Breastfeeding is a very crucial part of motherhood. 

Apart from promoting the bonding between mother and child, it goes a long way to sustain the good health of both the mother and baby.

But to get enough milk to satisfy your baby physically, the baby needs a good and proper latch to facilitate the production and expression of breast milk when suckled by the baby.

Is this achievable?, the answer is simply Yes. So let's quickly distinguish between signs of a good latch and a bad latch during breastfeeding so that you'll know what you've been doing rightly or wrongly. 


Differences between a good latch and a bad latch During breastfeeding.

The following are the differences between a good latch and a bad latch,

1 Position of the chin and nose of the baby during feeding

When the baby doesn't gouge the areola while nursing but instead gnaws on your breast due to the position of the chin and nose, this is a sign of a bad latch. However, if the baby's chin and the tip of her nose are touching your breast, this is a sign of a good latch because it will encourage the flow of milk for breastfeeding.

2. Licking sounds by the baby 

If your baby is fussing, gnawing, gaping, turning red, or making clicking noises, it's likely that she's getting a mouthful of breast and air instead of milk as a result of a poor latch. 

Once you've got the right latch, though, your baby will naturally fall into the gentle suck-swallow-breath pattern of feeding.

Read also: How to breastfeed properly: Avoiding Bad latch (Pictures)


3. Shape of baby's lips during feeding 

Your entire nipple and at least an inch of your areola should be in your baby's mouth for a good latch. 

Additionally, your baby's lips should be turned out (fish lips) and flat against your breast.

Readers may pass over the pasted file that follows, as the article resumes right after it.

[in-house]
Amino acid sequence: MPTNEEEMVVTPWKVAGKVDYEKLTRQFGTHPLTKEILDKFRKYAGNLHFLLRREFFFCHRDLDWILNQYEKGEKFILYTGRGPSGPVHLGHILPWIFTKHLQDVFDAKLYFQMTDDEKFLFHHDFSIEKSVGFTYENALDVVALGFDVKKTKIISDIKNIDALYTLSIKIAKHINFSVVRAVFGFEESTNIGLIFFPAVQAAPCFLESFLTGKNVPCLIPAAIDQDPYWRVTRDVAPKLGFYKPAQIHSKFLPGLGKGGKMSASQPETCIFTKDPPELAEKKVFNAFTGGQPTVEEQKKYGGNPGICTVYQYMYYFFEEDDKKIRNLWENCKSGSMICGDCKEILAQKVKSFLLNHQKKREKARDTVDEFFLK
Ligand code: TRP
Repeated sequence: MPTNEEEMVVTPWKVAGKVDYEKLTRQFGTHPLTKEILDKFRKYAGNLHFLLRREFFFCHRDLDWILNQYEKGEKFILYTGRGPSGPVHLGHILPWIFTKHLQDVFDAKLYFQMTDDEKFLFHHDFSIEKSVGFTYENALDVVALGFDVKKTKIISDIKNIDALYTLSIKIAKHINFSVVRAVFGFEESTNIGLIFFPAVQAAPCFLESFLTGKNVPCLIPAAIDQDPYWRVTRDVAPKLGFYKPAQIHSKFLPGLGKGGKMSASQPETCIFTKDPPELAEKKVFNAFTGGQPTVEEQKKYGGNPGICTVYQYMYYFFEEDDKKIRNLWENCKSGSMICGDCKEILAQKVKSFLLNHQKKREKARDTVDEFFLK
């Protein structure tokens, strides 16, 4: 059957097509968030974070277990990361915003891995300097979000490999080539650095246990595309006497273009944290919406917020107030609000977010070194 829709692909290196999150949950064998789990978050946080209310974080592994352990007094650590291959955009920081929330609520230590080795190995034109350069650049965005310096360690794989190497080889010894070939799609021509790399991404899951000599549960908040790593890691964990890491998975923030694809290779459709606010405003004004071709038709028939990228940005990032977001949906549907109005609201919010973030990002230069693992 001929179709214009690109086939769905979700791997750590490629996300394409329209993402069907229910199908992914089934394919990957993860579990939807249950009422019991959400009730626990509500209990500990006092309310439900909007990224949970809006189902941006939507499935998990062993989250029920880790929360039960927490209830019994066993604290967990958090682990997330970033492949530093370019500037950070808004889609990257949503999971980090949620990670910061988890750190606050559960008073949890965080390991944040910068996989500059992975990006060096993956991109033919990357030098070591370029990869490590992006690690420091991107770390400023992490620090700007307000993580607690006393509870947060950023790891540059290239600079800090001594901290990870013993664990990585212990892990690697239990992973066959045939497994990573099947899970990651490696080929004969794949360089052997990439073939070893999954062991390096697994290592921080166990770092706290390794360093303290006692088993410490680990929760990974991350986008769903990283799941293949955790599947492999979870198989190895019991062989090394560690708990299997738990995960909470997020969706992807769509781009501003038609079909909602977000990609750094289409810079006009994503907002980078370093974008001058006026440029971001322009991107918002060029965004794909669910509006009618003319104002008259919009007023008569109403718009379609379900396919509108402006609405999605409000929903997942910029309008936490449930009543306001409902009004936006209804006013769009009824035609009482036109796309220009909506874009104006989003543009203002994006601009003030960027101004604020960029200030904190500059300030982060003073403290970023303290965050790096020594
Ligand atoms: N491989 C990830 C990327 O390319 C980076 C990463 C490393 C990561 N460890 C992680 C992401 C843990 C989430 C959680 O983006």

If, however, they are not turned out like fish but instead have their lips tucked in and under the mouth, then it shows the latch is not working properly and that's a bad one.

4 Sore nipple 

Your baby should be sucking and swallowing, and you should be able to do it without experiencing any pain. 

When the baby first latches on, there may be a little tenderness, but it shouldn't be excruciatingly uncomfortable and it shouldn't persist the entire feeding. 

Your breasts ought to feel softer and less plump after each feeding. 

However, if your nipples are uncomfortable and nursing is getting increasingly unpleasant, a poor latch is to blame.


5. Happy and satisfied baby 

If your baby appears content and satisfied after breastfeeding, they most likely had a good latch; 

however, if they appear sad and dissatisfied and still exhibit indications of hunger, they most likely had a poor latch so what is the difference between a good latch and a bad latch? 

I guess at this you can differentiate them comfortably.

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6. Weight gain 

If your baby is gaining weight and developing as expected and healthily as it should, it will reassure you that breastfeeding is successful; 

however, if your baby is losing weight or not gaining weight at a healthy rate, please check as that could be an indication of a poor latch.

And you'll need to revisit your latching skills.


7. Sucking pattern

The baby's tongue should ideally be on the part of the breast beneath the nipple. When your child tries to breastfeed, the tongue should lay over the baby's lower gum and if your child is sucking in their cheeks, this is a sign of a poor latch.

Steps to getting a baby to latch

Here is a guide to aiding your baby in latching on and receiving the comfort and nutrition that she requires:

  • Hold your breast with your free hand after your infant is in a comfortable nursing posture.
  • At the point where your baby's nose will meet your breast, place your thumb between your nipple and areola. Your baby's chin should touch the breast where your index finger is positioned.
  • Compress your breast just enough to make it more resemble your baby's mouth.
  • Bring your infant to your breast and stroke her cheek to trigger the rooting reflex, causing her mouth to turn in your direction.


In conclusion 

Solutions to common latching issues

Have issues latched on? A few of the most typical latching issues are resolved as follows:

An inappropriate position. 

You shouldn't lean over your infant and force your breast into her mouth. 

Try bringing your infant closer to you instead.


The baby's body is crooked. 

Make sure your baby is facing you with her head and body so she can concentrate fully on the activity at hand.


The body of the baby is too far away. 

If your nipple is out of reach, eating is impossible.


Unfilled breast. Because little to nothing comes out when your baby suckers, she might not be able to latch.

flat or upside-down nipples a baby's ability to latch on may be more challenging, but it is not always impossible.

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